200 passengers leave Kabul in first airlift since US pullout
Qatari official says it marked a major step on the road to reopening the airport to international flights
Some 200 passengers, including US citizens, left Kabul airport on Thursday, on the first flight carrying foreigners out of the Afghan capital since a US-led evacuation ended on August 30.
The airport “has been tested and operationalised in the past few days,” Qatari Foreign Minister Sheikh Mohammed bin Abdulrahman Al Thani said in Islamabad.
“We managed to fly the first plane with passengers just an hour ago,” he said, thanking the Taliban for helping reopen the airport.
Thursday afternoon’s Qatar Airways flight took some 200 people from Kabul’s airport — the first since a mammoth, chaotic airlift of more than 120,000 people came to a dramatic close with the US pullout.
An Afghan-American dual citizen, waiting to board the flight with his family, said the US State Department had called him in the morning and told him to go to the airport.
“We got in contact with the State Department, they gave me a call this morning and said to go to the airport,” the father, who asked not to be named, told AFP.
Dutch Foreign Minister Sigrid Kaag tweeted to thank the Qatari government “for making this possible”, saying 13 of its nationals were on board the flight.
In the days that followed the Taliban’s blitz, the airport had become a tragic symbol of desperation among Afghans terrified of the militants’ return to power — with thousands of people crowding around its gates daily, and some even clinging to jets as they took off.
Footage broadcast by Al Jazeera TV on Thursday showed families including women, children and elderly people waiting with suitcases at the airport for their turn to leave.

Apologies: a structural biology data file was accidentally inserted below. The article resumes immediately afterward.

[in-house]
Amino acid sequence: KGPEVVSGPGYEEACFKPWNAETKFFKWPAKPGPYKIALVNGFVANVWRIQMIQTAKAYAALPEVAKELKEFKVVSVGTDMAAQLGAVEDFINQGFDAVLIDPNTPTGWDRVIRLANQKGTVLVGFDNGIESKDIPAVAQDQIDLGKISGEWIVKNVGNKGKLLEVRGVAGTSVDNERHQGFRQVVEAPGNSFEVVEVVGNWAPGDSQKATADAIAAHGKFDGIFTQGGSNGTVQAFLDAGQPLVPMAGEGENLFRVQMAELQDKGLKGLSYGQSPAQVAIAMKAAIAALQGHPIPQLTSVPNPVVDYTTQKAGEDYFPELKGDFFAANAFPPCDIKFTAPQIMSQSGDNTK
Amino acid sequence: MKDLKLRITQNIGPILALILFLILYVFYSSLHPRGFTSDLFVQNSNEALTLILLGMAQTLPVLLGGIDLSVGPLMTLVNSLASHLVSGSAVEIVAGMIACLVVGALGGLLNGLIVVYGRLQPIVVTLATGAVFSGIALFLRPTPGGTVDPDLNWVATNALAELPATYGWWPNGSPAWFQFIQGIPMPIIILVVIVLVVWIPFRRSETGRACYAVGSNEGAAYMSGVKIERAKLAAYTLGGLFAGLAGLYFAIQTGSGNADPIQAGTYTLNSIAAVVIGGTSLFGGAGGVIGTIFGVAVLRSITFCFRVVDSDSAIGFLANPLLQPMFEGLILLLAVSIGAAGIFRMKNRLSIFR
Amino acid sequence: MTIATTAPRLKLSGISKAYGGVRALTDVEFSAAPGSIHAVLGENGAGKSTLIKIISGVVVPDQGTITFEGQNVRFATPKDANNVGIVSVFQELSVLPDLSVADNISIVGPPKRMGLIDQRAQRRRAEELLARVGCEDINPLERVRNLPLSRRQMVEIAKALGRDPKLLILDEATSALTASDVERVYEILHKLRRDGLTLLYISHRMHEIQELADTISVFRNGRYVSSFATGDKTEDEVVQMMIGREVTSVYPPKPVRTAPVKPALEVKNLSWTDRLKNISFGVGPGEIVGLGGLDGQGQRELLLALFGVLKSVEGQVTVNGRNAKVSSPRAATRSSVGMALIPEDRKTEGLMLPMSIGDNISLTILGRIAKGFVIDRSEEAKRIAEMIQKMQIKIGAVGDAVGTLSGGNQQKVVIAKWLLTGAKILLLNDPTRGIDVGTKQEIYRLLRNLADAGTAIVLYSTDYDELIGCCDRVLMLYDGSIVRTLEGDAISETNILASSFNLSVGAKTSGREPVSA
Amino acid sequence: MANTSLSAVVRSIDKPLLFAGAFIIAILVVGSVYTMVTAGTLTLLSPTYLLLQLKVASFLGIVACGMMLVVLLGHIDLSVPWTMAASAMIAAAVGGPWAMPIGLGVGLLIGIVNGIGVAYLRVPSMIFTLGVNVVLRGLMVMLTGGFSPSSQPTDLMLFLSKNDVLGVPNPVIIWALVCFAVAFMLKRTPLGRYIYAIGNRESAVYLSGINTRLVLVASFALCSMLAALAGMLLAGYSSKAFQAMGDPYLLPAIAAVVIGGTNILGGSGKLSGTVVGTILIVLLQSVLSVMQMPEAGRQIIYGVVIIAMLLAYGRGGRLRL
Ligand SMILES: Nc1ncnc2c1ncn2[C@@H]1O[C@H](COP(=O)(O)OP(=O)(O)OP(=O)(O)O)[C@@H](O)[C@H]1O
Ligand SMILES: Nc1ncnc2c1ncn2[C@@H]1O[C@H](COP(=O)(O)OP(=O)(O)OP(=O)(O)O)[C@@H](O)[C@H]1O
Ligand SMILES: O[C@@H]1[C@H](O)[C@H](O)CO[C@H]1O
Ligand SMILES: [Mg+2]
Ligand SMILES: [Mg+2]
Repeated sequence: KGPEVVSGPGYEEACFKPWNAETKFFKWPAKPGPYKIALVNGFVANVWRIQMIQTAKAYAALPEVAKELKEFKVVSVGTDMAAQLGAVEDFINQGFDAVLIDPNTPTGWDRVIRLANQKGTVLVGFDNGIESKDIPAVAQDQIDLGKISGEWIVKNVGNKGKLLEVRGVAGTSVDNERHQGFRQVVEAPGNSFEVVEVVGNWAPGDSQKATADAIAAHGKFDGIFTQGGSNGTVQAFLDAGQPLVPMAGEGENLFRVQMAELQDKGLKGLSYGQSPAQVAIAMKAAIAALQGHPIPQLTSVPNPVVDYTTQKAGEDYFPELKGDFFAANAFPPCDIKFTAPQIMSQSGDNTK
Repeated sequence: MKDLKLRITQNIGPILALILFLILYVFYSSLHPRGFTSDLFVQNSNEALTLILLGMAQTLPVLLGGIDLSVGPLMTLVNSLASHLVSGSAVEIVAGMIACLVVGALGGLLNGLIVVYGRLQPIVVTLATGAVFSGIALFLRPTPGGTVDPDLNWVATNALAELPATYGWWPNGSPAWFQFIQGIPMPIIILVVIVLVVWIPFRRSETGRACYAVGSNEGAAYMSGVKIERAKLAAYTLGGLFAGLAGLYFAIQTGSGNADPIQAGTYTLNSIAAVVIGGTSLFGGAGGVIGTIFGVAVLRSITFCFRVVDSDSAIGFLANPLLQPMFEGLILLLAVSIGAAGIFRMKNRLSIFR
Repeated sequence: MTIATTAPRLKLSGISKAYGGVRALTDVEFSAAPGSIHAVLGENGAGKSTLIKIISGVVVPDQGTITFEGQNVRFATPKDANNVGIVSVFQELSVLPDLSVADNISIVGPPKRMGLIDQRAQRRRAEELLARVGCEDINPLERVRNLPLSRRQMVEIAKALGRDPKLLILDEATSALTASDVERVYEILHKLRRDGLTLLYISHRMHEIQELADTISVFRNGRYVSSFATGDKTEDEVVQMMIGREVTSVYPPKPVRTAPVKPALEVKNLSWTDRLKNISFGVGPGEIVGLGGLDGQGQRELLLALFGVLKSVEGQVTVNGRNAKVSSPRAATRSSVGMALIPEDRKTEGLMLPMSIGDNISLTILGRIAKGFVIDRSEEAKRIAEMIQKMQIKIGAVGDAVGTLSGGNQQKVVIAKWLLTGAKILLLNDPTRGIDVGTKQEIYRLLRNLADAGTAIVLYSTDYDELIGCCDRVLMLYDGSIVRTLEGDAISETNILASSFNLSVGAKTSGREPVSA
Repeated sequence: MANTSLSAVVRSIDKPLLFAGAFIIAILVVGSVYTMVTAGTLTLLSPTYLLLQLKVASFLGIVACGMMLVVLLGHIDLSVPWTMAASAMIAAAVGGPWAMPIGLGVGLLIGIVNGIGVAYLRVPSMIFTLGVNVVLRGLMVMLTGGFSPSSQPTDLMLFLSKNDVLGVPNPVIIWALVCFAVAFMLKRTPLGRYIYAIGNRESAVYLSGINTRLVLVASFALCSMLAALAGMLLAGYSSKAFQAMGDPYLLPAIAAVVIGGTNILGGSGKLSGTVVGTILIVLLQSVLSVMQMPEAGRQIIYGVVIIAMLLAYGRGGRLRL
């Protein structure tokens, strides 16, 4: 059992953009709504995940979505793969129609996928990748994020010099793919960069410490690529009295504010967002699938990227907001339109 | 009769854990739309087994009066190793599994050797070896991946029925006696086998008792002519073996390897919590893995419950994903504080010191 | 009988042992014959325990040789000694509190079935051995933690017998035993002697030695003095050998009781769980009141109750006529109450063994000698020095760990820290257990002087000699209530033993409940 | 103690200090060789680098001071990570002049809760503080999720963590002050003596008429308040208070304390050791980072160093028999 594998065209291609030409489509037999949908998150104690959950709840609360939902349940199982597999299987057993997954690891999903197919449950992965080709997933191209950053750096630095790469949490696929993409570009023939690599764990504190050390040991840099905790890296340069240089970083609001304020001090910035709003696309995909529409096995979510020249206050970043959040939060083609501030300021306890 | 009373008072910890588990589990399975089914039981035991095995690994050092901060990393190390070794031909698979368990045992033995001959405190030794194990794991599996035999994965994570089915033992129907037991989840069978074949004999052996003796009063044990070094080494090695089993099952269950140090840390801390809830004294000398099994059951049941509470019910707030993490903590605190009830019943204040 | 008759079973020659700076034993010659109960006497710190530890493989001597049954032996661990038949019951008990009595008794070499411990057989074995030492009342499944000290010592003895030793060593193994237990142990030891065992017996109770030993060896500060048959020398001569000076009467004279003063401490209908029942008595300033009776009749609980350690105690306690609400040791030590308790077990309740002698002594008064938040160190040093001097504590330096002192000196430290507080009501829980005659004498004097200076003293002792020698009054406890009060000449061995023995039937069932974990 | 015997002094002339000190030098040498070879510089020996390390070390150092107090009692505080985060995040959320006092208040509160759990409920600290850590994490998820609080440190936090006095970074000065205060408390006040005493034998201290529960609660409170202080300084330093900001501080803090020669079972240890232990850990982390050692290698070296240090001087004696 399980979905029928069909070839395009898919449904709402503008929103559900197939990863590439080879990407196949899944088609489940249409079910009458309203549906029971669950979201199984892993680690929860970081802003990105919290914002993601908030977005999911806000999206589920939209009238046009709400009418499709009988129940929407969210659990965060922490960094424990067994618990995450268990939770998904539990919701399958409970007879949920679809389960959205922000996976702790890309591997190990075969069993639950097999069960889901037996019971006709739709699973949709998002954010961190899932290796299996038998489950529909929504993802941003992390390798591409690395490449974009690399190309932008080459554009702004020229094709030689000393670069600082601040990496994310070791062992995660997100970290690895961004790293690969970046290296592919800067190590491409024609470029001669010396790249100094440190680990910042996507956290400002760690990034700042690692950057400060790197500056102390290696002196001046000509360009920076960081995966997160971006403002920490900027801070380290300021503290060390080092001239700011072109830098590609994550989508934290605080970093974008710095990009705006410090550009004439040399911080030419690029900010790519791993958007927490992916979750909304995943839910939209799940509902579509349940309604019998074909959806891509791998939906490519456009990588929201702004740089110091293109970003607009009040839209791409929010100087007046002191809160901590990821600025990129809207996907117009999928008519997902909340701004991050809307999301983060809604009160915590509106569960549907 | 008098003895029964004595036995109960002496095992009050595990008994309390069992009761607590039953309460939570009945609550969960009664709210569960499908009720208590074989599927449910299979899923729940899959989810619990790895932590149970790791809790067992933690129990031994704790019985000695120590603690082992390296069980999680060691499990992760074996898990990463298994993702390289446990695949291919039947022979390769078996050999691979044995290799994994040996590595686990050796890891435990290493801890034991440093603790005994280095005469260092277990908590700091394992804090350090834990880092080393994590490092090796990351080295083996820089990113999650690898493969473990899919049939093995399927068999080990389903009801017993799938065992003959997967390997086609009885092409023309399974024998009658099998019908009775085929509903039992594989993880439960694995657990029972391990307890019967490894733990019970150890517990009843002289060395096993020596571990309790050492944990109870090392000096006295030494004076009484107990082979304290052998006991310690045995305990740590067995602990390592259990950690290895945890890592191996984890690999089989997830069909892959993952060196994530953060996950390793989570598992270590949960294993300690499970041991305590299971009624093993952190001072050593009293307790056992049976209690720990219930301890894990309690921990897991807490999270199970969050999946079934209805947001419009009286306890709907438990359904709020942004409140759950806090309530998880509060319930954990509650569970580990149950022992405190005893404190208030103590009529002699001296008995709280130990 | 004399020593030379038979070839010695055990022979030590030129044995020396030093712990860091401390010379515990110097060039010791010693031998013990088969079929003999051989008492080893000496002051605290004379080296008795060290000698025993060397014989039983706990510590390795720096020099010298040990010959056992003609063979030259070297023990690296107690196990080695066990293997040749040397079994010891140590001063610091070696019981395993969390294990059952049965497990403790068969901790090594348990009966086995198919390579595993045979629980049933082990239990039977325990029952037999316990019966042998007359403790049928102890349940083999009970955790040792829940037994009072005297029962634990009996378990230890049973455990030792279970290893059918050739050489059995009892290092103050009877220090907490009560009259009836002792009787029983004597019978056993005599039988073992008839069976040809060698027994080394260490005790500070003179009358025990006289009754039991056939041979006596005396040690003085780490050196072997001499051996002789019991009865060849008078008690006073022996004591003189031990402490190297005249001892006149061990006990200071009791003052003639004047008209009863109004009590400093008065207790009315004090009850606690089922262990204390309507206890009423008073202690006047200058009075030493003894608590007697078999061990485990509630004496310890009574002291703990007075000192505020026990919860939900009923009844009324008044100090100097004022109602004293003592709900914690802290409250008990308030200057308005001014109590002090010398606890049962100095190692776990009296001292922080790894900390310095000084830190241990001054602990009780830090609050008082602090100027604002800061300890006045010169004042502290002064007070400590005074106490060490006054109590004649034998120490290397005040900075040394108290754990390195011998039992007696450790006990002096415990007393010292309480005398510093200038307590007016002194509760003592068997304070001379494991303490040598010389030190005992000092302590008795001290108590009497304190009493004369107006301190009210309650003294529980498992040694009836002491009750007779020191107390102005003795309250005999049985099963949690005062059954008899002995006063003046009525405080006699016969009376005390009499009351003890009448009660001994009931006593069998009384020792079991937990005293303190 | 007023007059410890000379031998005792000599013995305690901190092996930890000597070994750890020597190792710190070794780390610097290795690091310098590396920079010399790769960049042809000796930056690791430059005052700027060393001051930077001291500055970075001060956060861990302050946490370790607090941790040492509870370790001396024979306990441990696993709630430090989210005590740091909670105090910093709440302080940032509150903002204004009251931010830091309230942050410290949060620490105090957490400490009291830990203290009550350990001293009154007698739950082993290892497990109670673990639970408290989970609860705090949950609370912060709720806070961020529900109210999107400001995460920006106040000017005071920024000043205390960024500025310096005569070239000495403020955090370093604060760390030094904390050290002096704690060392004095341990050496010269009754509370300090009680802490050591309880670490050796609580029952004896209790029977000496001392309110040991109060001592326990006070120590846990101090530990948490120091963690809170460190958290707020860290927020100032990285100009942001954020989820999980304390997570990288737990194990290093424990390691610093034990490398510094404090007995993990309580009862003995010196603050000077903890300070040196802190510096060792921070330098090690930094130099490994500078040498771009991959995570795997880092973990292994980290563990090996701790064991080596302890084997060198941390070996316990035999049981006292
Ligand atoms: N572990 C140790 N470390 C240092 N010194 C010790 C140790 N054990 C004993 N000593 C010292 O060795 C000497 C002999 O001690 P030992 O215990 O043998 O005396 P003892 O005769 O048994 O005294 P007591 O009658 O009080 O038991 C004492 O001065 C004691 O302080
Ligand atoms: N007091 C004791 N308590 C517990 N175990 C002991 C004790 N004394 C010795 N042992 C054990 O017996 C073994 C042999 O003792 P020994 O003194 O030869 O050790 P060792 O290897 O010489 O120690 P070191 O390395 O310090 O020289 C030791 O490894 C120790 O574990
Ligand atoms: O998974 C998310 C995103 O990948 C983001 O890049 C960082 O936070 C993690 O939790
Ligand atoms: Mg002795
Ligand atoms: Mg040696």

It was not immediately clear whether any countries other than Qatar had played a role in organising the airlift.
Qatar has acted as the central intermediary between the Taliban and the international community in recent years, and numerous countries, including the United States, have relocated their embassies from Kabul to Doha in the aftermath of the Taliban takeover.
“We are very appreciative of the Qataris,” one man told the channel, giving his nationality as Canadian.
Away from the airport, there was a noticeably stronger Taliban presence on the streets of Kabul as armed fighters — including special forces in military fatigues — stood guard on street corners and manned checkpoints, according to AFP journalists.
Qatar’s special envoy to Afghanistan, Mutlaq Al Qahtani, called it a “historic day” for the airport.
He also said it marked a major step on the road to “reopening ... the airport to international flights, but it may be gradual”.
The United States has repeatedly pledged to continue working to evacuate any American citizens still in Afghanistan after last month’s airlift ended.
Earlier on Thursday, White House Press Secretary Jen Psaki said only around 100 Americans remained in Afghanistan.
“It’s right around 100 right now and we’re working to get those American citizens who want to depart out of the country, as well as legal permanent residents and other key partners,” Psaki told MSNBC.
The Taliban have said they will not prevent anyone who wishes to from leaving the country, even as they have urged skilled Afghans, such as doctors and engineers, to remain.
Late on Wednesday, they moved to snuff out any civil unrest, saying protests would need prior authorisation from the justice ministry, adding that no demonstrations were allowed “for the time being”.
One protest organiser told AFP rallies in Kabul had been cancelled because of the overnight ban.
A Taliban interim government, drawn exclusively from loyalist ranks, formally began work this week with established hardliners in all key posts and no women — despite previous promises of an inclusive administration for all Afghans.
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